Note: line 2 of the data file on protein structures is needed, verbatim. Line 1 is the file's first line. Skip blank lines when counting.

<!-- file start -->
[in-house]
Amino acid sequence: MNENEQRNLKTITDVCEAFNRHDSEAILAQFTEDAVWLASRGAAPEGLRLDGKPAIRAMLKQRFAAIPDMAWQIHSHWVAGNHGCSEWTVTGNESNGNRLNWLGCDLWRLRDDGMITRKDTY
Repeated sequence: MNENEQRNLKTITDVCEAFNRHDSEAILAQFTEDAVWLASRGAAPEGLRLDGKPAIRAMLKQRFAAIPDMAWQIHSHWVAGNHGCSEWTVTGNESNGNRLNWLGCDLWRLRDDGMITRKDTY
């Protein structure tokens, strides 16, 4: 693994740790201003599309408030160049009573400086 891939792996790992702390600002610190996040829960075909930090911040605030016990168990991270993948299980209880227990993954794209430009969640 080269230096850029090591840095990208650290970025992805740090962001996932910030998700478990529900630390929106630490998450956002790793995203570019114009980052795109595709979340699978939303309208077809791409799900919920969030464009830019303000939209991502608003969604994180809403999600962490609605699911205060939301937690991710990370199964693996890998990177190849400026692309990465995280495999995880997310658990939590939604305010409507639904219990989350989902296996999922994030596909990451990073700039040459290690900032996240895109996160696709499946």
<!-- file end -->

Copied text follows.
Amino acid sequence: MNENEQRNLKTITDVCEAFNRHDSEAILAQFTEDAVWLASRGAAPEGLRLDGKPAIRAMLKQRFAAIPDMAWQIHSHWVAGNHGCSEWTVTGNESNGNRLNWLGCDLWRLRDDGMITRKDTY